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By Dawn Cohen
I am depressed and my doctor says drugs are my only chance
of getting better. My naturopath says herbs can help. Who
should I believe? - Confused
An anti-depressant prescribed after a thorough assessment from
a psychiatrist, combined with psychotherapy, is the way to go
if you are so low, you are unable to go to work, get out of bed in the
morning, or are planning suicide. But if not, the research shows that
psychotherapy can be just as effective as medication for treating mild
to moderate depression. You have the right to choose the treatment you
want, and both options are valid.
You need a government registered psychologist, psychiatrist or psy-
chotherapist to assess your suitability for psychotherapy, and which
type of treatment would work best for you. Your naturopath may be
considering a herb called St John's Wort, dietary changes or daily
exercise, all of which have proven efﬁcacy in treating depression. Al-
cohol, sleeping pills and other drugs can cause depression or make it
worse, as can various physical health problems, including underac-
tive thyroid, but talk to a health practitioner before making any drastic
changes. Anyone on anti-depressants, or any other drug, should not
cut them out without guidance from a health professional about wheth-
er it's advisable, and if so, whether to go cold turkey or to gradually
reduce the dose.
After miraculously surviving a near death experience after a
car accident, last week, my friend says she wants to live life
to the full. Whereas once she was pleasant and polite, now she
swears all the time, makes sexual jokes and can get quite agro, out
of the blue. I feel guilty but I don't want to be with her any more.
What do I do? -- Desperate Dumper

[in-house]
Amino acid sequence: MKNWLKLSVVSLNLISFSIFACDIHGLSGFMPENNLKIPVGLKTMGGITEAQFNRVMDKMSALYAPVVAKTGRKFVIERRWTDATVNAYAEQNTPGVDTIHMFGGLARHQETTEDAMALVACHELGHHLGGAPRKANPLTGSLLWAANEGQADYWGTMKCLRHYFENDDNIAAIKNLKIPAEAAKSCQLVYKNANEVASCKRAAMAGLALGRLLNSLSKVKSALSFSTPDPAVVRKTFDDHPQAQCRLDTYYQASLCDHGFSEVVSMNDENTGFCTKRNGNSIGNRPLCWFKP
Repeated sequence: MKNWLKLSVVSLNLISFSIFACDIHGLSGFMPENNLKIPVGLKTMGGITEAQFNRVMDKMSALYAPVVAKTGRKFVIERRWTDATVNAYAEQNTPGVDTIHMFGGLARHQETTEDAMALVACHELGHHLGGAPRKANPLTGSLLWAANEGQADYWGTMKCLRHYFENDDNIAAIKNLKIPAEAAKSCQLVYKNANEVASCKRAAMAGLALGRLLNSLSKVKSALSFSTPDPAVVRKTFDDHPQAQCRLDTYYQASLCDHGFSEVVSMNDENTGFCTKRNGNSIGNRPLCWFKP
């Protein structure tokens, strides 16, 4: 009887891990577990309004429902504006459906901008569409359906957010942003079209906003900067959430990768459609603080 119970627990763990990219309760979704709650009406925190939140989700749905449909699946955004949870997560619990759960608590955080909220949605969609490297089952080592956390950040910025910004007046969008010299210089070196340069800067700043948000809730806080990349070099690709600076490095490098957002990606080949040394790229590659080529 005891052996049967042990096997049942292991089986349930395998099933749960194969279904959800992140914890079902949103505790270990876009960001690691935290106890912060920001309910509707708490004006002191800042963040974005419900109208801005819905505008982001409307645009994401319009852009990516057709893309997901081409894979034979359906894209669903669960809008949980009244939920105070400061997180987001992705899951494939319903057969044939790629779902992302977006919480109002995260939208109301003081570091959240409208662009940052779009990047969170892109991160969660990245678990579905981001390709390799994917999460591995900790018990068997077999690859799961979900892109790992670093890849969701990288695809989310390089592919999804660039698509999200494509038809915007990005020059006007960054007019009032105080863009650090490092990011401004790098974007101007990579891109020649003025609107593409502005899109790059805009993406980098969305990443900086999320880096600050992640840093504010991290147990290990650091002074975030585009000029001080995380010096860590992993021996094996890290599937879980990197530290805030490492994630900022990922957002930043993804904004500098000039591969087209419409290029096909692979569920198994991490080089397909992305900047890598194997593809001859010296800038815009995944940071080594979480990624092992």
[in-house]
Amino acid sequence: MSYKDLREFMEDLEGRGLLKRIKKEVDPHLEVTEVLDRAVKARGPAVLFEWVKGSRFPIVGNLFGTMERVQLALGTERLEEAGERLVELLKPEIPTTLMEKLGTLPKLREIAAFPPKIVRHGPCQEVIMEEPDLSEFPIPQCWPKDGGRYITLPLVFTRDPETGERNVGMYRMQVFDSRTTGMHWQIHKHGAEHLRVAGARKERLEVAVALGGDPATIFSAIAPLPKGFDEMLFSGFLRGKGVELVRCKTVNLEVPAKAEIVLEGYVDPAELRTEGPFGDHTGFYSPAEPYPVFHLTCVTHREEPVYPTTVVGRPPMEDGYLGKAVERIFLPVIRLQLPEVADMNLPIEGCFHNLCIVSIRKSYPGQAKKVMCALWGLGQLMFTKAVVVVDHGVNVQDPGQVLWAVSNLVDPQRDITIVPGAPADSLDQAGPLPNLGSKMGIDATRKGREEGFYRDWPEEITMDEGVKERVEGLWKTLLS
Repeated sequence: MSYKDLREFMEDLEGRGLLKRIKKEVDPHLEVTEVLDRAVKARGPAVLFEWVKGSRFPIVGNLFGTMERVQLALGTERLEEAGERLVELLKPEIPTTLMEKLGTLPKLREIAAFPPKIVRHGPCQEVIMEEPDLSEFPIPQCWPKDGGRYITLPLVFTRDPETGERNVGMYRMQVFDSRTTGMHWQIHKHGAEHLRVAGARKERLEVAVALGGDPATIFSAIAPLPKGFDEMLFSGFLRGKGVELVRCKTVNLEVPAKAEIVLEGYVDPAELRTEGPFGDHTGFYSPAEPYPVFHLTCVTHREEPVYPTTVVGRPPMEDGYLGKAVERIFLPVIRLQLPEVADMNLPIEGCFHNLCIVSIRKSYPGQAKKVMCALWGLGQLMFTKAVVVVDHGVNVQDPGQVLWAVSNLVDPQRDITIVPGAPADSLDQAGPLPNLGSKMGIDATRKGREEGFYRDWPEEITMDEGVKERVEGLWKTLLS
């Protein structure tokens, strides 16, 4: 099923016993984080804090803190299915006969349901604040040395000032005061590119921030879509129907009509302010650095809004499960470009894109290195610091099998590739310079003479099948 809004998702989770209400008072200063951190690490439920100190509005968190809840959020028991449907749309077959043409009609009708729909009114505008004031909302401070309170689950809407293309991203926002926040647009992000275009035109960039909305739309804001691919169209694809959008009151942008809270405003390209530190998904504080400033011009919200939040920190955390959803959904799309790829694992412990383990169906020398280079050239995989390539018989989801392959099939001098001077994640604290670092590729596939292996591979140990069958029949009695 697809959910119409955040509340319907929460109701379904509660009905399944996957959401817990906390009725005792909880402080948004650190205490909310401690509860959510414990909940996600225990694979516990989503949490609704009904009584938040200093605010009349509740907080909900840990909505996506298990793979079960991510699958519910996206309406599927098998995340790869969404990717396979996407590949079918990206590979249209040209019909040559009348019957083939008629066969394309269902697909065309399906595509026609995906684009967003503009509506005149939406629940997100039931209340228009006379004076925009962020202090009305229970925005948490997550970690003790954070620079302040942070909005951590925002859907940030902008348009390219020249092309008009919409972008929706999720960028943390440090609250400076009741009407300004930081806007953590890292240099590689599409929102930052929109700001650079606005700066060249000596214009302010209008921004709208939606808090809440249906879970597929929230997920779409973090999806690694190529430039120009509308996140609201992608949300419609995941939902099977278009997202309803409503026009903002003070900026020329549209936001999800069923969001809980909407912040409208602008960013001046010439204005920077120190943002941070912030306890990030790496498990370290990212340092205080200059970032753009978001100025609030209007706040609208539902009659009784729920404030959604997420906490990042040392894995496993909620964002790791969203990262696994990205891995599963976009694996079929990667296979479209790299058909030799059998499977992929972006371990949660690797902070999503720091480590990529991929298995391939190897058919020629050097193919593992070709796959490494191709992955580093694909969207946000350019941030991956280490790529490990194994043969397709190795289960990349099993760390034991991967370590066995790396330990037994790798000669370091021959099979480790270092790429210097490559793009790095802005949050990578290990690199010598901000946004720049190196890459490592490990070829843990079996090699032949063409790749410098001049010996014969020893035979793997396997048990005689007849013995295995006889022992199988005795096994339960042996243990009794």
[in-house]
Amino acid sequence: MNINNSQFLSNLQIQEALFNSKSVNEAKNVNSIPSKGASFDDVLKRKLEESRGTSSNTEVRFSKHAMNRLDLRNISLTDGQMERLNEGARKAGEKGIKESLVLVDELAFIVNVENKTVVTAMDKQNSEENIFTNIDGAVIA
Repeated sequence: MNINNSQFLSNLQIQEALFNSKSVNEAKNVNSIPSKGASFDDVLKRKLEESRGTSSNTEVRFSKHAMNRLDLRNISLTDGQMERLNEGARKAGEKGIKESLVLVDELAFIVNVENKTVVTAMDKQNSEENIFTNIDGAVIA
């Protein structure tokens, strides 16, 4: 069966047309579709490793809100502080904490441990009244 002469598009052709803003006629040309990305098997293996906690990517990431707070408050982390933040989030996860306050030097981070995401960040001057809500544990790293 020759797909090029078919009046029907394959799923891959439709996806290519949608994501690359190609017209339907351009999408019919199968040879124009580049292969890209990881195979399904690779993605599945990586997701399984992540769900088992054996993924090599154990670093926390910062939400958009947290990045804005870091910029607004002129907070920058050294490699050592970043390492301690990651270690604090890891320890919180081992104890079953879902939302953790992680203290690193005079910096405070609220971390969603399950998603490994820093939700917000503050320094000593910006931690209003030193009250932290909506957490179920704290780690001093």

While people's attitude to life may change after an accident, they
don't often alter personality so radically. Did she hit her head
during the accident, become groggy or lose consciousness? If so, a
mild injury to her brain may have loosened her usual restraint. It may
well correct itself with time, but if she does have a brain injury, it needs
urgent medical monitoring. So ﬁnd a diplomatic way to get her to a
doctor. If all is well physically, give her a few months to recover from
the shock of the accident, and she may return to normal. If not, you will
have to talk to her about how you feel, because clearly, the friendship
is in jeopardy.
My lady is bored with me, but thinks we can go on being
friends and ﬂatmates while she looks for greener pastures. I am
furious and devastated, but I love her too much to leave. - Lovelorn
Many lesbians think boredom is a sign to move on rather than
a symptom of an underlying relationship problem that can be
explored and repaired. Sadly they start affairs, leave or provoke their
partners to carry their angry feelings for them, rather than bearing the
discomfort long enough to catch a glimpse of the underlying issues.
It sounds like you may do all the connecting work in the relationship,
while she takes on the task of gazing outward to the world. She is naïve
if she thinks you can go on living together. You can't. Couple therapy
is the best way forward for both of you.
The opinions expressed in this column are the personal views of the writer and are not intended as a substitute for
professional advice. If you need medical or psychological help, see your local GP or psychologist.
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